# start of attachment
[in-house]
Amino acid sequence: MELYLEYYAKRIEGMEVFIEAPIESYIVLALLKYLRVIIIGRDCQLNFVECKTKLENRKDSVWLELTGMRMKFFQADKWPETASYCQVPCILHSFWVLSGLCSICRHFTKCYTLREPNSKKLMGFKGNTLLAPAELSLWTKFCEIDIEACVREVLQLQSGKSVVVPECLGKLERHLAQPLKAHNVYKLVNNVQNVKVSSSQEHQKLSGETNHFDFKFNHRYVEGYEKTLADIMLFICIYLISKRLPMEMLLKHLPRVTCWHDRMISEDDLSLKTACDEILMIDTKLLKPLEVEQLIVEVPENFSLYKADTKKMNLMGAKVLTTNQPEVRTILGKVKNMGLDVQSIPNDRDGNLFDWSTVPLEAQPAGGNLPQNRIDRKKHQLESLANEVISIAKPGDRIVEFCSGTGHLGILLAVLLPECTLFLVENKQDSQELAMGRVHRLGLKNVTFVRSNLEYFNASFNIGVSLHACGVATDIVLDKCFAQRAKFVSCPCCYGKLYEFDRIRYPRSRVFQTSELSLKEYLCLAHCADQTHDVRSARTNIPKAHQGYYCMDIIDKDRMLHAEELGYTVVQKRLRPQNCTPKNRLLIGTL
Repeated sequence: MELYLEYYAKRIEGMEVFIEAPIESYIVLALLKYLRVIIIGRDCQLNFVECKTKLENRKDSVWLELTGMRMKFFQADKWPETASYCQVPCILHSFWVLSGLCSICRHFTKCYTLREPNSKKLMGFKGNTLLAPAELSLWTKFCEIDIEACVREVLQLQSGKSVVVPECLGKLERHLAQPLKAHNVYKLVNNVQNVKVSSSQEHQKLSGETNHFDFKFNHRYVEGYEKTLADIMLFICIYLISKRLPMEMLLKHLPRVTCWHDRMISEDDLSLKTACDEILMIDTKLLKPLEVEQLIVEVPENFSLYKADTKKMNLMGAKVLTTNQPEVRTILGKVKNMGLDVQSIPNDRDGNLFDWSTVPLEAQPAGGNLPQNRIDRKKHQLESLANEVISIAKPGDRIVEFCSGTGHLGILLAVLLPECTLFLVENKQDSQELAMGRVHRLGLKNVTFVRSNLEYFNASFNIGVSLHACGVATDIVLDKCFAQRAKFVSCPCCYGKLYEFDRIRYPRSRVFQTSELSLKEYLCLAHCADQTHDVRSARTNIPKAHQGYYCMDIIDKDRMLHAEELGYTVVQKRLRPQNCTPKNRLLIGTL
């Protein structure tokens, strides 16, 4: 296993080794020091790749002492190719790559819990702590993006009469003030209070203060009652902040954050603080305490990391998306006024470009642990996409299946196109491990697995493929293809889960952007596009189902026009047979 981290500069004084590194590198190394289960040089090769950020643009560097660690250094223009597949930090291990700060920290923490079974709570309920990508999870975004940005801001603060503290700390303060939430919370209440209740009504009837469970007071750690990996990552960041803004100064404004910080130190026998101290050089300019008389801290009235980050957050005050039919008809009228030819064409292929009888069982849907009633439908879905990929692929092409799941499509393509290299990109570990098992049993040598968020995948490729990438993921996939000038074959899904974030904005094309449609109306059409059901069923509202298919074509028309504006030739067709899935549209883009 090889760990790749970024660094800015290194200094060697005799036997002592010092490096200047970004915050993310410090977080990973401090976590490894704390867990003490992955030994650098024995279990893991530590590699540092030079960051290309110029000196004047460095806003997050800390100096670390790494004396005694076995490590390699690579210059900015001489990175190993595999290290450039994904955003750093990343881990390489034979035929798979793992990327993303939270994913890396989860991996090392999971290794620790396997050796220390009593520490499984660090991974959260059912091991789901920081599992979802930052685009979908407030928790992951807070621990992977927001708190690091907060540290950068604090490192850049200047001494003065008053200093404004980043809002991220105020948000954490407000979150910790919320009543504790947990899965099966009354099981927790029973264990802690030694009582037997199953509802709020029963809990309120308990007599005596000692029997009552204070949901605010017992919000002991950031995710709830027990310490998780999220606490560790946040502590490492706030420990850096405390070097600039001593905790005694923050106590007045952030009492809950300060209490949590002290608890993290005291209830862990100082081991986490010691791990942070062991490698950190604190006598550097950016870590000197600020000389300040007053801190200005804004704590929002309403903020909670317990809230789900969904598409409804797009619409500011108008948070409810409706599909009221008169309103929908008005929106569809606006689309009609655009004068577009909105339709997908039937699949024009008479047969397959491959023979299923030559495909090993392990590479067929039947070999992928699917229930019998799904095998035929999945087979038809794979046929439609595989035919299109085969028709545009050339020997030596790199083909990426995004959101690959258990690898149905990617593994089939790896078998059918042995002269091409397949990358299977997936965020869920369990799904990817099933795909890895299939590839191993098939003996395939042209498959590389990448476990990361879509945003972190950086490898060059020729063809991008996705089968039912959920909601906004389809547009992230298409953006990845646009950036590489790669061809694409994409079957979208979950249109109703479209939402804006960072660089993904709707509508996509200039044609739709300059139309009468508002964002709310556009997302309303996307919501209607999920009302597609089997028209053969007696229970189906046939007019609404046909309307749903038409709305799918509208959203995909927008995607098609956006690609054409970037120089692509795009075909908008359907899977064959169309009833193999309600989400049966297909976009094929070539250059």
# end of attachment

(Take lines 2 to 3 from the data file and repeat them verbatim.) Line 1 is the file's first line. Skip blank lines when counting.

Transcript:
Amino acid sequence: MELYLEYYAKRIEGMEVFIEAPIESYIVLALLKYLRVIIIGRDCQLNFVECKTKLENRKDSVWLELTGMRMKFFQADKWPETASYCQVPCILHSFWVLSGLCSICRHFTKCYTLREPNSKKLMGFKGNTLLAPAELSLWTKFCEIDIEACVREVLQLQSGKSVVVPECLGKLERHLAQPLKAHNVYKLVNNVQNVKVSSSQEHQKLSGETNHFDFKFNHRYVEGYEKTLADIMLFICIYLISKRLPMEMLLKHLPRVTCWHDRMISEDDLSLKTACDEILMIDTKLLKPLEVEQLIVEVPENFSLYKADTKKMNLMGAKVLTTNQPEVRTILGKVKNMGLDVQSIPNDRDGNLFDWSTVPLEAQPAGGNLPQNRIDRKKHQLESLANEVISIAKPGDRIVEFCSGTGHLGILLAVLLPECTLFLVENKQDSQELAMGRVHRLGLKNVTFVRSNLEYFNASFNIGVSLHACGVATDIVLDKCFAQRAKFVSCPCCYGKLYEFDRIRYPRSRVFQTSELSLKEYLCLAHCADQTHDVRSARTNIPKAHQGYYCMDIIDKDRMLHAEELGYTVVQKRLRPQNCTPKNRLLIGTL
Repeated sequence: MELYLEYYAKRIEGMEVFIEAPIESYIVLALLKYLRVIIIGRDCQLNFVECKTKLENRKDSVWLELTGMRMKFFQADKWPETASYCQVPCILHSFWVLSGLCSICRHFTKCYTLREPNSKKLMGFKGNTLLAPAELSLWTKFCEIDIEACVREVLQLQSGKSVVVPECLGKLERHLAQPLKAHNVYKLVNNVQNVKVSSSQEHQKLSGETNHFDFKFNHRYVEGYEKTLADIMLFICIYLISKRLPMEMLLKHLPRVTCWHDRMISEDDLSLKTACDEILMIDTKLLKPLEVEQLIVEVPENFSLYKADTKKMNLMGAKVLTTNQPEVRTILGKVKNMGLDVQSIPNDRDGNLFDWSTVPLEAQPAGGNLPQNRIDRKKHQLESLANEVISIAKPGDRIVEFCSGTGHLGILLAVLLPECTLFLVENKQDSQELAMGRVHRLGLKNVTFVRSNLEYFNASFNIGVSLHACGVATDIVLDKCFAQRAKFVSCPCCYGKLYEFDRIRYPRSRVFQTSELSLKEYLCLAHCADQTHDVRSARTNIPKAHQGYYCMDIIDKDRMLHAEELGYTVVQKRLRPQNCTPKNRLLIGTL